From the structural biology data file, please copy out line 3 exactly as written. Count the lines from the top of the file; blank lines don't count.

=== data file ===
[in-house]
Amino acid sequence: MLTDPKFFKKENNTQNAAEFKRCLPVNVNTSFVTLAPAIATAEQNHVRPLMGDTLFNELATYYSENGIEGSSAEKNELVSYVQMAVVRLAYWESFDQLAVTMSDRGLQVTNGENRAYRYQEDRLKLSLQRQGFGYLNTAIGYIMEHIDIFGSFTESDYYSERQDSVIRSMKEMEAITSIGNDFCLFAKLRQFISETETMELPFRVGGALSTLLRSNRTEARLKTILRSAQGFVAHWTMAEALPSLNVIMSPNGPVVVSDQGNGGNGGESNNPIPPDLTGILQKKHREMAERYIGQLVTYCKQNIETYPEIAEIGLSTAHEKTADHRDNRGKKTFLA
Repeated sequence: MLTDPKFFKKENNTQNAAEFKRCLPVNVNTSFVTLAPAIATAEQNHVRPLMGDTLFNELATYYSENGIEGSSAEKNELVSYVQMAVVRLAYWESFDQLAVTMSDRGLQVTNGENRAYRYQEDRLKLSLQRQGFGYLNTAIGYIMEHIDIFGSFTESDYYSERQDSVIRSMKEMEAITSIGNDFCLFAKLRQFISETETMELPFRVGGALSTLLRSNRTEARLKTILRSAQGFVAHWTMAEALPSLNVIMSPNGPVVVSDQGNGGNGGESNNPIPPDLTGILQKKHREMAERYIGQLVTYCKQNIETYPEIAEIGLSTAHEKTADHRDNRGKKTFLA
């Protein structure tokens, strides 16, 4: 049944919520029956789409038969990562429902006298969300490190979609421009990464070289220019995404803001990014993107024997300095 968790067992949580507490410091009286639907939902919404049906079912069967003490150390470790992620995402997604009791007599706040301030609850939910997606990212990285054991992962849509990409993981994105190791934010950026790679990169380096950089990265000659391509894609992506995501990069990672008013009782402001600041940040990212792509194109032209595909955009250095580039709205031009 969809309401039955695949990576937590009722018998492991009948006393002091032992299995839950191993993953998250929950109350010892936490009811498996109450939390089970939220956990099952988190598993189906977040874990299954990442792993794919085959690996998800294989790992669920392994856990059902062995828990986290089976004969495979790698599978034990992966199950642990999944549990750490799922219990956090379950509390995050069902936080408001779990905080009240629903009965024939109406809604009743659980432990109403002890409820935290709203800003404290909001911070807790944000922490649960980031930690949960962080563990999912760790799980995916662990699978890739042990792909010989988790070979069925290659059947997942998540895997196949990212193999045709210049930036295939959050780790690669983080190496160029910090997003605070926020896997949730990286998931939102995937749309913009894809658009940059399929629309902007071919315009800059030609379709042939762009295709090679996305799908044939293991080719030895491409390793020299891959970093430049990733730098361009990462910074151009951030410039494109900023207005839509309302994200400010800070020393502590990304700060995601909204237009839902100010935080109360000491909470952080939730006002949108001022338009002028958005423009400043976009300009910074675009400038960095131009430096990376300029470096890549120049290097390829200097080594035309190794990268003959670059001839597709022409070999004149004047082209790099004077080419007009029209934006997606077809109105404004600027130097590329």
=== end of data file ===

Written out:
Repeated sequence: MLTDPKFFKKENNTQNAAEFKRCLPVNVNTSFVTLAPAIATAEQNHVRPLMGDTLFNELATYYSENGIEGSSAEKNELVSYVQMAVVRLAYWESFDQLAVTMSDRGLQVTNGENRAYRYQEDRLKLSLQRQGFGYLNTAIGYIMEHIDIFGSFTESDYYSERQDSVIRSMKEMEAITSIGNDFCLFAKLRQFISETETMELPFRVGGALSTLLRSNRTEARLKTILRSAQGFVAHWTMAEALPSLNVIMSPNGPVVVSDQGNGGNGGESNNPIPPDLTGILQKKHREMAERYIGQLVTYCKQNIETYPEIAEIGLSTAHEKTADHRDNRGKKTFLA